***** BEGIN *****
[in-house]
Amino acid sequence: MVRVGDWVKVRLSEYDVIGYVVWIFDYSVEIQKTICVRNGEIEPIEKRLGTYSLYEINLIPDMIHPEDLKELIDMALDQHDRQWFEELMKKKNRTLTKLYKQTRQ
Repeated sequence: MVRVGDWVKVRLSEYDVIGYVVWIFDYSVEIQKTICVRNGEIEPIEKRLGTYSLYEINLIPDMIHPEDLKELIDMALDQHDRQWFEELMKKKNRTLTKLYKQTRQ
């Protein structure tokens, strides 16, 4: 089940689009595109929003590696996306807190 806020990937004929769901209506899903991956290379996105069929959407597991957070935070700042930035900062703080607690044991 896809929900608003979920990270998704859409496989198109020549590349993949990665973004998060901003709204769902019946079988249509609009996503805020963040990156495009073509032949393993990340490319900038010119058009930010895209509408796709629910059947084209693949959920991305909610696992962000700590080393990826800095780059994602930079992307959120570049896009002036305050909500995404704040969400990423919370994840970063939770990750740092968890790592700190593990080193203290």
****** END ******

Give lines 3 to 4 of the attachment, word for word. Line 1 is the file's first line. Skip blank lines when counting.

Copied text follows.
Repeated sequence: MVRVGDWVKVRLSEYDVIGYVVWIFDYSVEIQKTICVRNGEIEPIEKRLGTYSLYEINLIPDMIHPEDLKELIDMALDQHDRQWFEELMKKKNRTLTKLYKQTRQ
């Protein structure tokens, strides 16, 4: 089940689009595109929003590696996306807190 806020990937004929769901209506899903991956290379996105069929959407597991957070935070700042930035900062703080607690044991 896809929900608003979920990270998704859409496989198109020549590349993949990665973004998060901003709204769902019946079988249509609009996503805020963040990156495009073509032949393993990340490319900038010119058009930010895209509408796709629910059947084209693949959920991305909610696992962000700590080393990826800095780059994602930079992307959120570049896009002036305050909500995404704040969400990423919370994840970063939770990750740092968890790592700190593990080193203290």